• ADFS is best for larger organizations
      • More complex and requires proxy servers in DMZ with public IP and Certificate
      • Requires loadbalancer for high-availability
      • Is required when doing MFA with Smart Card, 3rd party tokens and certificate based authentication
      • Read more here
  • You can now use Microsoft Intune to control MFA options and turn of MFA for certain subnets and conditions, read more here
  • Read about conditional access, MFA with Intune Hybrid and SCCM
  • Use Azure AD Premium with automated password roll-over for business social media profiles protected by a MFA enabled identity with centrally controlled delegation, read more here

mfastalehansen

3 tips for sending notes, pictures and tweets to OneNote from mobile

untitledRead about the basics, on becoming more structured with OneNote and Getting Things Done (GTD), in my first article and download the OneNote Template I created and refer to in this article. In the article you will find links to all my “collect to OneNote” posts as well. If you find this article helpful, let me know on Twitter or as a comment. Check out my OneNote LifeHacks YouTube series

Using mobile to collect thoughts, whiteboards and slides from seminars to OneNote is key for finding them again and working structured with OneNote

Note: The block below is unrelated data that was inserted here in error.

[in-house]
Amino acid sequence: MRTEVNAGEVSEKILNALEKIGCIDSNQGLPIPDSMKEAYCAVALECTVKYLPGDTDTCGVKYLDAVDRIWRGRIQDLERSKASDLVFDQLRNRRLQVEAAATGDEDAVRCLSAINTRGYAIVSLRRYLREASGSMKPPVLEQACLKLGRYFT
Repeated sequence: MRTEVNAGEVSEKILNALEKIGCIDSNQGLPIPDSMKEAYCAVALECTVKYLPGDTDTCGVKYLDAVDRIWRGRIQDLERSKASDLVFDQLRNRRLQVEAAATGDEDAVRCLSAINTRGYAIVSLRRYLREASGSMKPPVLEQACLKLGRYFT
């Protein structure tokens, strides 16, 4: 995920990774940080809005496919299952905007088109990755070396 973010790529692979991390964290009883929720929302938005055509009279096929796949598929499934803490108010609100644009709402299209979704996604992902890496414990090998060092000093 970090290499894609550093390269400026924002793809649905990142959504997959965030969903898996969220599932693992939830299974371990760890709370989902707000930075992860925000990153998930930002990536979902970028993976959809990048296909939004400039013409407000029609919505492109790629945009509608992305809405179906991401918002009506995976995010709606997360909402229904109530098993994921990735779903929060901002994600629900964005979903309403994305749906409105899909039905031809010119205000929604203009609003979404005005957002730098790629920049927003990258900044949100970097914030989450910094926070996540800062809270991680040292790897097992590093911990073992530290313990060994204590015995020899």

Collection is key

When succeeding with OneNote being structured with tasks and information, collecting the information and tasks in the same place is key. Everything you collect from email, meetings, workshops, thoughts, Pictures and everything else must go in to the collection tab in OneNote. Here is how I collect from my mobile device

#1 Point your OneNote mobile quick notes to your collection section

In OneNote Mobile I set my quick notes to send to my collection section in OneNote, to make sure I do not get another place to look for the stuff I collect. After that, I process it and distribute it as described in my GTD and OneNote article. This works from all mobile platforms and the example is from Android where you can quickly capture using the OneNote Badge

To select the default section, navigate to you collection section, hold until you get the menu, and select default

screenshot_20160925-061811thumb

#2 Capture Whiteboards and presentations directly to OneNote using Office Lens